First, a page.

PM Browne blames board for bank’s poor service, while critics say pot is calling the kettle black

Prime Minister Gaston Browne is blaming the persistent issues faced
by clients of the Eastern Caribbean Amalgamated Bank (ECAB) at
the feet of the board of directors.
Many of the bank’s new clientele – who were former Scotiabank
customers – have complained about ECAB’s poor service, including
transaction delays and out-of-service ATMs.
ECAB took over the operations of Scotiabank on September 1, 2021
– after the Canadian bank previously had announced the sale of its
operations to Trinidad and Tobago’s Republic Financial Holdings

Prime Minister Browne had insisted that indigenous banks should
have the right of first refusal and had pushed for Scotiabank to be
purchased by a local institution.
Following the completion of the sale, ECAB sought to integrate
Scotiabank’s customers into its system, but this, according to many
customers, has not been going well.
A number of the bank’s customers spoke to another media house
about their frustration and concerns, and this prompted Browne to
post the article on his Facebook page – with a response.
The prime minister is asking what the directors of the Bank are
doing about what he describes as “this persistent crappy service at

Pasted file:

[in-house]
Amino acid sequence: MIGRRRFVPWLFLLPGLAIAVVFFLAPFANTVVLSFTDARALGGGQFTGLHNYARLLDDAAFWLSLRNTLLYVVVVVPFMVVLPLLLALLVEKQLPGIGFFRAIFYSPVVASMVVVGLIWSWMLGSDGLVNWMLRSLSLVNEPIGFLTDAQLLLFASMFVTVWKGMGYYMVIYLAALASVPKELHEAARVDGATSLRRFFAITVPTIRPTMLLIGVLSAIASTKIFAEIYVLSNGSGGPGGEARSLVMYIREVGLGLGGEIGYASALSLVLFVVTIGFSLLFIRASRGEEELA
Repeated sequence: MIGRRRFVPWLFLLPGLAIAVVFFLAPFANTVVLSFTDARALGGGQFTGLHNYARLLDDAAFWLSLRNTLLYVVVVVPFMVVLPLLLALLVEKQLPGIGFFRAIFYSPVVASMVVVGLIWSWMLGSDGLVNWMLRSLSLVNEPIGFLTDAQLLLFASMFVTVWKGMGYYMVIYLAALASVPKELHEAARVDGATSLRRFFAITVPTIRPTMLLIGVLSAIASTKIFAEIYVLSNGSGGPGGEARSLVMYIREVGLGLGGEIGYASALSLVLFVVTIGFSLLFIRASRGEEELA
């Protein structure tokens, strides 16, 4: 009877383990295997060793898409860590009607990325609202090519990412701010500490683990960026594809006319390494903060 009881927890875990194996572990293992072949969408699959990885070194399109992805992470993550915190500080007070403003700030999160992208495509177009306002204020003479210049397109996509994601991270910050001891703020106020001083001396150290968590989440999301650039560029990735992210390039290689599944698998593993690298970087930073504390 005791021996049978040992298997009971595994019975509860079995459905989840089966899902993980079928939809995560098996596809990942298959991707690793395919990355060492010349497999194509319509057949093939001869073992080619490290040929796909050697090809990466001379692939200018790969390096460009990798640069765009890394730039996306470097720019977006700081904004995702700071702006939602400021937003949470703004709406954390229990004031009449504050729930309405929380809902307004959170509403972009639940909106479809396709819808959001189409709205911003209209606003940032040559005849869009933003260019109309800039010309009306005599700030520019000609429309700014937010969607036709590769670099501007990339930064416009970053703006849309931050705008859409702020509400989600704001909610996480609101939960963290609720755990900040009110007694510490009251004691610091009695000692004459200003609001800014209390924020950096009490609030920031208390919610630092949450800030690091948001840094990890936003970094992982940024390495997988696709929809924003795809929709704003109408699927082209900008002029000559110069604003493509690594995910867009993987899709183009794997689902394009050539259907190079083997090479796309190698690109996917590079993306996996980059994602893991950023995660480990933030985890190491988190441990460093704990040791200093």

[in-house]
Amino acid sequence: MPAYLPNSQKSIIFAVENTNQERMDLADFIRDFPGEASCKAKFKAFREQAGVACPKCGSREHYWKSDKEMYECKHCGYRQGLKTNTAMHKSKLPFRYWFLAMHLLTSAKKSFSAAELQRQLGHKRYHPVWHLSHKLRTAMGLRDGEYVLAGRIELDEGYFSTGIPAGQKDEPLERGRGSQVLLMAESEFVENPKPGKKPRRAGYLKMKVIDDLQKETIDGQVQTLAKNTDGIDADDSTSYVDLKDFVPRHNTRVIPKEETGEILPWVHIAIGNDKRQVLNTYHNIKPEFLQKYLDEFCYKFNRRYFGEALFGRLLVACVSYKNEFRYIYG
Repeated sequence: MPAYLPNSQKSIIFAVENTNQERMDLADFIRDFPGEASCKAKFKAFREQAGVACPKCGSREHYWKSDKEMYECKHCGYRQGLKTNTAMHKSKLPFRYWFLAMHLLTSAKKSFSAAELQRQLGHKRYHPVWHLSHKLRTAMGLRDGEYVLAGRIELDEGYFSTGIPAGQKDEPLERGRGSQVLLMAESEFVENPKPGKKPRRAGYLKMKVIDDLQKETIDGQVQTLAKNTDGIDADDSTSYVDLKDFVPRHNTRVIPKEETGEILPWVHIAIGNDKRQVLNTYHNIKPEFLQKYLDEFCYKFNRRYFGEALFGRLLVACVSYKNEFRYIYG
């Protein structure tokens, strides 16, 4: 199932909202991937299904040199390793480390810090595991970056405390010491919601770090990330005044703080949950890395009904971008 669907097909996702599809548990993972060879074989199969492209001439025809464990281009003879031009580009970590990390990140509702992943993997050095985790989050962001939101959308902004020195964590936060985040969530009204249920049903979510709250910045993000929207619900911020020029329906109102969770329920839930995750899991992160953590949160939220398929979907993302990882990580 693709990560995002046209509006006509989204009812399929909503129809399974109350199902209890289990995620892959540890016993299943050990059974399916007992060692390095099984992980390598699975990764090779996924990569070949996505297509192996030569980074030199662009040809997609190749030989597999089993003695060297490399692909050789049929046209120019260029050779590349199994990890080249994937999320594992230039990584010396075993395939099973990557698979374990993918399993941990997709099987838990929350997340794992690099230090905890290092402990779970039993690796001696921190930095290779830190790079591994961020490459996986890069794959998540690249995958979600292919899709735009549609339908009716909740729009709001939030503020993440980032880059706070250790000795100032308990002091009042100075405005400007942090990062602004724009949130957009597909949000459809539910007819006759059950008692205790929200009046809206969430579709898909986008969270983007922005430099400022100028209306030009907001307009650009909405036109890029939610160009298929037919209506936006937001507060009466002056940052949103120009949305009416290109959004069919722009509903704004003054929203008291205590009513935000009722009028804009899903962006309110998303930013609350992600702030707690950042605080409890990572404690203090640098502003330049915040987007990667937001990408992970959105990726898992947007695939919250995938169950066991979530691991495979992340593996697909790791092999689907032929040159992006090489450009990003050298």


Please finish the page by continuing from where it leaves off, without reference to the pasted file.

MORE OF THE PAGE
ECAB?”  And he is suggesting that “the urgently needed change
should start at the top.”
Browne says that Craig Walter – the chairman of ECAB who, he
claims, has remained silent throughout this frustrating experience –
should be held accountable.  
According to Browne, “The time has come for the shareholders of
ECAB to have an extraordinary meeting and demand his (Walter’s)
Critics note that Browne would not accede to calls for his own
resignation from office, but is suggesting that Walter do the
honorable thing and resign.  
“If the Chairman and others are not held accountable, with
consequences for their persistent incompetence, they will continue
to treat our people with contempt, offering them inferior banking
services,” Browne says in his Facebook post.

Meanwhile, several ECAB customers tell REAL News this is a case of
“the pot calling the kettle black,” since it was Browne, himself, who
created the problem.

Scotiabank, reportedly the largest bank at the time, was “too big for
ECAB to handle,” they say, and they believe the ECAB board was
“pressured” into the purchase.

They also advise Browne to remember that the success of his tenure
at another local bank “was highly exaggerated” and charge that the
institution eventually “failed.”

Accordingly, they say he should “leave Walter alone and concentrate
on the backpay [to civil servants] and small businesses that his
government owes.”